Eviction and Lawsuit Against Sandy Family Over Pet Rules Dropped

All legal fees will be credited back to family

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    A lawsuit and pending eviction against a family because of their autistic son's service dog was dropped after NBC 4 New York reported on the case Friday.

    A lawyer sent a letter to the Loiacano family Saturday saying that the family can stay in the Flushing, Queens apartment where they relocated after Sandy damaged their home on Long Island.

    In addition, all legal fees will be credited back to family, the letter said.
    The building's owner was suing and evicting the family for breaking building rules by having their severely autistic 15-year-old son's service dog, Oobi, with them when they moved in.

    But Oobi was suffering from a growing chest tumor, and within a few days of moving to Queens, he had to be put to sleep. Ten days after the family put Oobi to rest, the Loiacanos received a notice from the building's attorney, telling them they were breaking the co-op's rules about keeping dogs as pets and ordered them to remove the dog by Nov. 27 or risk eviction.

    Service Dog Could Cause Sandy Victims to Lose Home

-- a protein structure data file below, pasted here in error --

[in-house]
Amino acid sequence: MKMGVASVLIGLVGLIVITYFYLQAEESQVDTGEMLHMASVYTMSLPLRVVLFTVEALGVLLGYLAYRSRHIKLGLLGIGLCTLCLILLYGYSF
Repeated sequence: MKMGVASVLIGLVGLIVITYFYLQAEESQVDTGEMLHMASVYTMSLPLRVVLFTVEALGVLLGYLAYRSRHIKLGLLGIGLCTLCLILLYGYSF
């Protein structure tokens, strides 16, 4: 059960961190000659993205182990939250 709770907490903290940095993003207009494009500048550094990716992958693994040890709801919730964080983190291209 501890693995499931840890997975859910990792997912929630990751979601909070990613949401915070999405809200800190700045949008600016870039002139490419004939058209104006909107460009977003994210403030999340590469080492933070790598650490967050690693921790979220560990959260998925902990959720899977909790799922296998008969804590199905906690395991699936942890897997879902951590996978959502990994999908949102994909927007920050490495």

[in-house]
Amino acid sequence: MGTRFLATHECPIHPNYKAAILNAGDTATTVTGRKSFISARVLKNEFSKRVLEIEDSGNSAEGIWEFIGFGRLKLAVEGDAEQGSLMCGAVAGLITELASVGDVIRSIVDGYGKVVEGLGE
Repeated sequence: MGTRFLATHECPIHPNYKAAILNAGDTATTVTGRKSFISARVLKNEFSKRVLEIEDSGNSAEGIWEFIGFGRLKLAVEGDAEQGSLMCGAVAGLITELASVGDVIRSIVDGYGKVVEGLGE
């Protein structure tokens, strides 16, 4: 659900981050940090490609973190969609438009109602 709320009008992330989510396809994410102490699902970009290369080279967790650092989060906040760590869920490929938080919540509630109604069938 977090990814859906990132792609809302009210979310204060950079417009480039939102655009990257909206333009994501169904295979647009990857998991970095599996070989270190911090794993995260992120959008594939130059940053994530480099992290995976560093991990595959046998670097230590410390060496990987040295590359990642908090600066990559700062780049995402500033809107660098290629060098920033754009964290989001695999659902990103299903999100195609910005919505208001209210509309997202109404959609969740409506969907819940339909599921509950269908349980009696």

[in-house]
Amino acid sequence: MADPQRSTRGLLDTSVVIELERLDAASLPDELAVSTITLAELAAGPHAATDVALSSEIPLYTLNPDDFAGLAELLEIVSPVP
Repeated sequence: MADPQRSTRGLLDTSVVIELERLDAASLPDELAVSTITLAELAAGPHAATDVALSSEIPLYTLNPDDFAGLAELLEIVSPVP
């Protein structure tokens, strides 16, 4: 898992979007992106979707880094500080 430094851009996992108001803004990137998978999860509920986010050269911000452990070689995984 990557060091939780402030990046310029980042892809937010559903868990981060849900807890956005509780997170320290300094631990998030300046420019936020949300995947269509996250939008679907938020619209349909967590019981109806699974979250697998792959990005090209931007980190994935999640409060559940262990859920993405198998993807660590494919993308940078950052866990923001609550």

[NY] Service Dog Could Cause Sandy Victims to Lose Home
    A family devastated by Sandy is now in danger of losing their temporary home because the building has a problem with their autistic son's service dog. Pei-Sze Cheng has the story from Flushing, Queens. (Published Saturday, Feb. 2, 2013)

    Because Oobi had already died, the family assumed there was nothing left for them to do. But on Christmas Eve, they learned they were being evicted because they "failed to comply" with the previous order asking them to remove their dog, who had already been cremated and laid to rest. The building's owner was also suing the Loiacanos for $2,000, including legal fees.

    An attorney for the building's owner, the Second Housing Company, originally said that if the family had notified them beforehand and received pre-approval to have a service animal, there would have been no problem. But the Loiacanos argued that in Sandy's wake they had much more pressing matters on their minds.

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